I don’t know how much flying you do! I might fly say twice a year, maybe 3 times and for the most part it’s not been an issue for me. Now when we start talking about some of the amenities in air flight, well that’s a horse of a different color. Seats these days have really gotten small and closer together and for guy with my wing span 6’3″ it gets a little confining. The food too is not often my favorite. Certainly better than hospital food but then what isn’t. I have to say the food we had going to London and coming back was not bad. But have ever noticed that even things you might bring yourself seem to taste different at 35,000 feet than they do at sea level.? If you’ve ever brought a favorite treat along to enjoy on a flight — a special chocolate bar, stacked-high sandwich, or flaky pastry, say — you might have noticed it didn’t taste as great at 35,000 feet It’s not just you. Flying has a very real effect on the smell and taste of food and drinks for a number of reasons. Remember too, that taste and smell are inextricably combined, so what affects your sense of smell impacts tastes big-time. Pressurized cabins lower blood oxygen levels, and that reduces the ability of olfactory receptors. And the constantly circulating, super-dry air of the airplane cabin—an average 12 percent humidity, lower than that of the Sahara Desert—directly affects the nose. “Low moisture and air movement will dry the nasal passages and this reduces odor and taste sensitivity,” says Stone, who adds that when the exact same food is tested at sea level, “it will be rated as stronger and more intense.” Then there’s the noise—the drone of the airplane’s engines, the baby screeching in the back row—also affects how food tastes. Additional research has shown that no matter the environment, flavor perception is dampened by loud background sounds. “Salt is perceived to be between 20 and 30 percent less intense and sugar 15 to 20 percent less intense, at high altitude, according to research that was conducted for Lufthansa. The perception of fruity aromas and acids is by contrast more stable,” And this might be a conservative estimate: “In the air you lose almost 70 percent of your sense of taste,” says Antonio Fernandez, AeroMexico’s senior vice president for on-board product. Considering all of these factors, it’s not a big surprise that the salted caramel macaron that explodes your taste buds with flavor on the ground tastes like a ghost of itself in the air Whether you order on board, buy food at the airport, or bring your meal from home, keep in mind that simple, healthy foods are what most chefs who are frequent fliers choose: Fruit and cheese plates, Asian stir-fries; and vegetable soups like carrot or tomato. And maybe throw one of those travel-size bottles of hot sauce into your carry-on bag.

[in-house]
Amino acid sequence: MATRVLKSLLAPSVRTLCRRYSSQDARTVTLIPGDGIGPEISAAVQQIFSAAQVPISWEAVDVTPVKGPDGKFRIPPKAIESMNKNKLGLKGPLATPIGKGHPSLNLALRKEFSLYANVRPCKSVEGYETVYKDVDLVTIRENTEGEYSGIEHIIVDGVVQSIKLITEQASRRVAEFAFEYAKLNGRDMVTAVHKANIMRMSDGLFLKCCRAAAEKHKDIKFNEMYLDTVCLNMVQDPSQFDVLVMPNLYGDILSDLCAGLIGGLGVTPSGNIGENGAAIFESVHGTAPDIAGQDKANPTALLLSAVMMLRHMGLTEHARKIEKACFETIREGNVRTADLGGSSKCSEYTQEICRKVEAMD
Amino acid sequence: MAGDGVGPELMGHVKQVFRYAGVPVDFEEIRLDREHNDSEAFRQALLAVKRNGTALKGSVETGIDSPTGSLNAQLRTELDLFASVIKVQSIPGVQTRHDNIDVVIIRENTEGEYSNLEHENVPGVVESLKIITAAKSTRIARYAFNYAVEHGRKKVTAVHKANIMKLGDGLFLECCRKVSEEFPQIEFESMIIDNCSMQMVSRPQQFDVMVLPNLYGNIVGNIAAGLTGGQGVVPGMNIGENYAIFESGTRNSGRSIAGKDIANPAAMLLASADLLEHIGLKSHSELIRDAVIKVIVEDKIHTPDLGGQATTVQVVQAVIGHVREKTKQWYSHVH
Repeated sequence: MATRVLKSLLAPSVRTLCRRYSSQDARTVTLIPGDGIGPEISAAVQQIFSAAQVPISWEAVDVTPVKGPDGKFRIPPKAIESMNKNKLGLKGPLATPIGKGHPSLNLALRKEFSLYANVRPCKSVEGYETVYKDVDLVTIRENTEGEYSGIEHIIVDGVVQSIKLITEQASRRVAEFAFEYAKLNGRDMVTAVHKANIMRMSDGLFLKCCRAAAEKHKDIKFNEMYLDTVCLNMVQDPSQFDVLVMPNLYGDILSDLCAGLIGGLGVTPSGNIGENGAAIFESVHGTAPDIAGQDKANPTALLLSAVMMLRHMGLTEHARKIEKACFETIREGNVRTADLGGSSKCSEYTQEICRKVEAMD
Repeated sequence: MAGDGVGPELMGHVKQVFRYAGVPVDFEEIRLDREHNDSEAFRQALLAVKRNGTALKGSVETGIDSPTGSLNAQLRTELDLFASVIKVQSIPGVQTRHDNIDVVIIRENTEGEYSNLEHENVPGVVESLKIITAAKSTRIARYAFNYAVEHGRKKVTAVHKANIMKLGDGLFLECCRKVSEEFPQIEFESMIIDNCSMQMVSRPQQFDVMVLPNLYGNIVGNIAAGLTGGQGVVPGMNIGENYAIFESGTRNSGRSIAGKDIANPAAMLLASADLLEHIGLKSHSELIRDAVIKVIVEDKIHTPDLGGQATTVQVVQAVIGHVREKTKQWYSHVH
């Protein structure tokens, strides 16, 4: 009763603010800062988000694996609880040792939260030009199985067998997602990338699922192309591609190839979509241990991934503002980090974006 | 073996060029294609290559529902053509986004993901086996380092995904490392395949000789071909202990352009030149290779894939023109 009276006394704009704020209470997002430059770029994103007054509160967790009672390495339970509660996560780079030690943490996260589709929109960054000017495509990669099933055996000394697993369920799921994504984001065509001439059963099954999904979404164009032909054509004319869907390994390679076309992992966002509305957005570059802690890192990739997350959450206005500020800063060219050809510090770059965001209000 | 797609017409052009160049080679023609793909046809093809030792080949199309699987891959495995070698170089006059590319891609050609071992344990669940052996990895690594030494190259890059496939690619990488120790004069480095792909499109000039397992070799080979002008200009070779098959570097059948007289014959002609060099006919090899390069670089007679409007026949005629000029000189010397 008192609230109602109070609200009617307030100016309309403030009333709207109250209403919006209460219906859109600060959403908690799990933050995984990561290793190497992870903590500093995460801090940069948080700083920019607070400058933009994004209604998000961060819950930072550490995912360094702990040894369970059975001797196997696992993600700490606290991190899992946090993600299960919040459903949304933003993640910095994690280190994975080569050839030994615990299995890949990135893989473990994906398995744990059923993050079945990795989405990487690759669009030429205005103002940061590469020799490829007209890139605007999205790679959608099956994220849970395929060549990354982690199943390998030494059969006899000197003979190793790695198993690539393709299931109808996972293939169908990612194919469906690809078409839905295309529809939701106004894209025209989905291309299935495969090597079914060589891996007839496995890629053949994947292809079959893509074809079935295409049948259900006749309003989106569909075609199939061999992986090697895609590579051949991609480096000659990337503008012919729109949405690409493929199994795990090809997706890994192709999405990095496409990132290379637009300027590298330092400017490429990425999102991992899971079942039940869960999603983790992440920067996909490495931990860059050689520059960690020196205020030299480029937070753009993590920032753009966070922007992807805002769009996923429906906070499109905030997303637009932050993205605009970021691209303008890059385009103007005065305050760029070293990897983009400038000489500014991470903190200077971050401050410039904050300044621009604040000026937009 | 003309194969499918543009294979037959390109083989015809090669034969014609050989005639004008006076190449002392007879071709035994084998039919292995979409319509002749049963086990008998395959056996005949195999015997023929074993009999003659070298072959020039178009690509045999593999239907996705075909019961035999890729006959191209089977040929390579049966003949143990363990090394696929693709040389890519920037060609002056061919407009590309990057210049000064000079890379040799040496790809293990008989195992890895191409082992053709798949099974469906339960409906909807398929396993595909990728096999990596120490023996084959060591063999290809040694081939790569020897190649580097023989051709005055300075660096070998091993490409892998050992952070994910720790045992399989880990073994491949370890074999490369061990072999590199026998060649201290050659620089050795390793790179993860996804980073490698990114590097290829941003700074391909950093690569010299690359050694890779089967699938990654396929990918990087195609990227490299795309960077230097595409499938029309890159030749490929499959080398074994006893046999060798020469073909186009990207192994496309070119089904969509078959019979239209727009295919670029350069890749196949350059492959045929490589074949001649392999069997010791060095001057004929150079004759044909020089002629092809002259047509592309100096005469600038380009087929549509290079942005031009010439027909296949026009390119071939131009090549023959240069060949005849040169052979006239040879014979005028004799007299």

Bon Appetite and happy landings!!